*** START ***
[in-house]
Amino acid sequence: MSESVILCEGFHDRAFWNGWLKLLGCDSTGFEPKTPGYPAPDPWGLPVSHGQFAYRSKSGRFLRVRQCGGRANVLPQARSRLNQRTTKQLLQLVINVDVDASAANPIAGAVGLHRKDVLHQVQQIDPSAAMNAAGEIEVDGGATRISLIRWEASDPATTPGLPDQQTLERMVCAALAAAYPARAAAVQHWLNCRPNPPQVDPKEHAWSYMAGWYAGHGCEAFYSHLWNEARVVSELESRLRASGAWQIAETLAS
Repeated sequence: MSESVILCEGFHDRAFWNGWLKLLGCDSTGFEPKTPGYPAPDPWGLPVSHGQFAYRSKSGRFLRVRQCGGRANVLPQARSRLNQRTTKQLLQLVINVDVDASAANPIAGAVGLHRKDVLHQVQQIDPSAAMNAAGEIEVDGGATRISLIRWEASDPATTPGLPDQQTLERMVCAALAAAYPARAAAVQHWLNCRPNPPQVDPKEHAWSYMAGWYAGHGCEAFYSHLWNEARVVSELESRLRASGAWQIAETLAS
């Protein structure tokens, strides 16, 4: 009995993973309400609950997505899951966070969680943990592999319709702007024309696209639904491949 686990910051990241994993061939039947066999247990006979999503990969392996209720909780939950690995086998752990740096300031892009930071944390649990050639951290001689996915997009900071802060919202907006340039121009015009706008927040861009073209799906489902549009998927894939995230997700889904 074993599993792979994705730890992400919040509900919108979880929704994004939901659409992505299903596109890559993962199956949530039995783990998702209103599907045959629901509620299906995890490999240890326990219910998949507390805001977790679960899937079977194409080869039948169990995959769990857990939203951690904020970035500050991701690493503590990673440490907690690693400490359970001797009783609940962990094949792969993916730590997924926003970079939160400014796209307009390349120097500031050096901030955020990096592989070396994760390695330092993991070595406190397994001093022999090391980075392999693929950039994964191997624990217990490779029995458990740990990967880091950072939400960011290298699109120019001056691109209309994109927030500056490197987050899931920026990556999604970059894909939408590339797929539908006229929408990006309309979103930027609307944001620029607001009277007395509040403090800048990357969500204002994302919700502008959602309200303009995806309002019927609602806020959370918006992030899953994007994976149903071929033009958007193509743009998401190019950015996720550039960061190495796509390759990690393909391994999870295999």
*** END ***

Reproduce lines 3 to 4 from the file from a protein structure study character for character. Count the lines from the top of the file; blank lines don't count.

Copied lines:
Repeated sequence: MSESVILCEGFHDRAFWNGWLKLLGCDSTGFEPKTPGYPAPDPWGLPVSHGQFAYRSKSGRFLRVRQCGGRANVLPQARSRLNQRTTKQLLQLVINVDVDASAANPIAGAVGLHRKDVLHQVQQIDPSAAMNAAGEIEVDGGATRISLIRWEASDPATTPGLPDQQTLERMVCAALAAAYPARAAAVQHWLNCRPNPPQVDPKEHAWSYMAGWYAGHGCEAFYSHLWNEARVVSELESRLRASGAWQIAETLAS
């Protein structure tokens, strides 16, 4: 009995993973309400609950997505899951966070969680943990592999319709702007024309696209639904491949 686990910051990241994993061939039947066999247990006979999503990969392996209720909780939950690995086998752990740096300031892009930071944390649990050639951290001689996915997009900071802060919202907006340039121009015009706008927040861009073209799906489902549009998927894939995230997700889904 074993599993792979994705730890992400919040509900919108979880929704994004939901659409992505299903596109890559993962199956949530039995783990998702209103599907045959629901509620299906995890490999240890326990219910998949507390805001977790679960899937079977194409080869039948169990995959769990857990939203951690904020970035500050991701690493503590990673440490907690690693400490359970001797009783609940962990094949792969993916730590997924926003970079939160400014796209307009390349120097500031050096901030955020990096592989070396994760390695330092993991070595406190397994001093022999090391980075392999693929950039994964191997624990217990490779029995458990740990990967880091950072939400960011290298699109120019001056691109209309994109927030500056490197987050899931920026990556999604970059894909939408590339797929539908006229929408990006309309979103930027609307944001620029607001009277007395509040403090800048990357969500204002994302919700502008959602309200303009995806309002019927609602806020959370918006992030899953994007994976149903071929033009958007193509743009998401190019950015996720550039960061190495796509390759990690393909391994999870295999």